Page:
REAL Software is going to release a new product called REAL Studio Web Edition in a couple of weeks. Essentially, it lets you create web apps with the same ease as creating a Mac, Windows, or Linux desktop applications (if you’re not familiar with REAL Studio it’s very, very easy). This a really big deal even if calling it “Web 3.0” is a little premature, in my opinion.
Regardless of the marketing terminology, after spending some time this week working with a beta of REAL Studio Web Edition, I think I can fully jump on board the band wagon. I have several reasons for doing so.
First, it really is that easy to use. Instead of creating a desktop application you create a web application. The editors are mostly the same. The controls are similar to their desktop counterparts. The frameworks, for the most part, are the same ones you’d use in the desktop apps. All the knowledge I’ve gained creating desktop apps for myself and clients over the years isn’t going to waste and can be reused quickly. No need to learn a new language, IDE, and framework.
My second reason is purely selfish and it involves George Washington and Abe Lincoln. A lot of them, in fact. I’m a consultant and when I first heard about Web Edition I was relatively impressed, but wasn’t sure about it. When existing clients started asking me about it and when I started fielding inquiries from potential clients I got real excited. The bottom line is that if I can sell more consulting time I make more money. Period. Do I really need to explain more?
Add in that I can now offer web apps using the same developer using the same development environment with only minor changes makes REAL Studio that much more attractive to potential clients. I don’t have to hire a web developer or sub-contract the web portion out.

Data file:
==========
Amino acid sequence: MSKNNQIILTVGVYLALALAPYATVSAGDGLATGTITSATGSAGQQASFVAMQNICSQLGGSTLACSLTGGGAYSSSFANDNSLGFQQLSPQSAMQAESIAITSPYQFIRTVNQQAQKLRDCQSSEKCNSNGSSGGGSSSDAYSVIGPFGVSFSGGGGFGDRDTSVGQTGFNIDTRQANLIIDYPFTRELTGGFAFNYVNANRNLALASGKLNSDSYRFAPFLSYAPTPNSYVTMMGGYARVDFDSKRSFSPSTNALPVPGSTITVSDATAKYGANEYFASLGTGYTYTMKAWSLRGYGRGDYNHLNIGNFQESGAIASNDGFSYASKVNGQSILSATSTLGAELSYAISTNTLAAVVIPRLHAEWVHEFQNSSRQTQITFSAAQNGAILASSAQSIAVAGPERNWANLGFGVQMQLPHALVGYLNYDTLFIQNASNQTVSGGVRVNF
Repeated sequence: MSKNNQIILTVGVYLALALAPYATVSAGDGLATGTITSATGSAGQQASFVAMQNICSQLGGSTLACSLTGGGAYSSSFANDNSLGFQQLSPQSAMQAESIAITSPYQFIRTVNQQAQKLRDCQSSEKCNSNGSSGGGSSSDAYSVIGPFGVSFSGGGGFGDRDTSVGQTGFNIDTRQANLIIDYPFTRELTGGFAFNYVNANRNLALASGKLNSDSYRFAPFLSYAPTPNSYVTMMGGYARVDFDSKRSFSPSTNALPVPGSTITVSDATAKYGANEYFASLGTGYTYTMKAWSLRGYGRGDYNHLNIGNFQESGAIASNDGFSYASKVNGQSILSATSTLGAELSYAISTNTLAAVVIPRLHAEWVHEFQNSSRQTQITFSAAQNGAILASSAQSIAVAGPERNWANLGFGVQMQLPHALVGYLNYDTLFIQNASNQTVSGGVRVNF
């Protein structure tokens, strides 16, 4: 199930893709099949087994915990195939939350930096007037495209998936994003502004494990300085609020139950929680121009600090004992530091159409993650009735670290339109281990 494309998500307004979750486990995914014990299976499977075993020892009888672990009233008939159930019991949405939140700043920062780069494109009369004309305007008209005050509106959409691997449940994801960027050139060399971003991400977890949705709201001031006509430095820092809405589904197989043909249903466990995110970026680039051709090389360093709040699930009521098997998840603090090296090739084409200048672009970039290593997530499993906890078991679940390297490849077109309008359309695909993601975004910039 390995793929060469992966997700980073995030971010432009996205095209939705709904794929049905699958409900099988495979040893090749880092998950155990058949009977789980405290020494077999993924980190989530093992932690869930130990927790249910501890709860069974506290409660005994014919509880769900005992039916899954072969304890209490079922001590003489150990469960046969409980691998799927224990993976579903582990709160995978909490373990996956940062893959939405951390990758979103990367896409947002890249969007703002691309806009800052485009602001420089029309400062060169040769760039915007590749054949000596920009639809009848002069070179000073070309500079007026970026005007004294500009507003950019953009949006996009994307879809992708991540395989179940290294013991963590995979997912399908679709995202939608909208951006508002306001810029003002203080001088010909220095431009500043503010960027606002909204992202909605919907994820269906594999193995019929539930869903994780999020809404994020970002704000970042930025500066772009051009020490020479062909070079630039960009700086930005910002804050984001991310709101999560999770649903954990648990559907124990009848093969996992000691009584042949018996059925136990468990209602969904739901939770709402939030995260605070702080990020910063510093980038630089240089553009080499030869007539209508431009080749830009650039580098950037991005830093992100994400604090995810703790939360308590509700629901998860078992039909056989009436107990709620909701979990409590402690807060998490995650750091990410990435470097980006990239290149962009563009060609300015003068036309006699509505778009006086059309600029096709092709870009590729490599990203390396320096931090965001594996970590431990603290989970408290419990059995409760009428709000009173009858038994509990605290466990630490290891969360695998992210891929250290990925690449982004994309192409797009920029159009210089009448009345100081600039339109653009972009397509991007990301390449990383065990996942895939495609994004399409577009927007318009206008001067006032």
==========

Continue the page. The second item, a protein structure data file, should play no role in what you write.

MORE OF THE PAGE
Now, with all that said, there are still a lot of questions to answer. We don’t know, yet, what the drawbacks are. It looks like a number of controls will be fairly basic to begin with – I wouldn’t expect less from a 1.0 product. Browsers are notoriously fickle beasts. What browsers will work 100% of the time and which ones will have issues? It’s still too early to tell, but if I was a betting person I’d bet that Safari, FireFox, and Chrome will be pretty solid. Internet Explorer 7 and above will mostly work but anything earlier will suck big time have issues.
The other issue we yet to have any definitive answers yet is installation on a web server. Will FastCGI work and will it work on shared web hosts? How good/bad is performance on a shared server? How well will it scale with a limited number of users versus hundreds or thousands of simultaneous users? How well will Web Edition apps handle security attacks like SQL injection attacks? How well will it work with mobile browsers?
The potential for a huge hit is there. If it proves to be a solid product and gets people excited about using it, it will create a buzz not only for REAL Software but consultants like me that are already familiar with the product.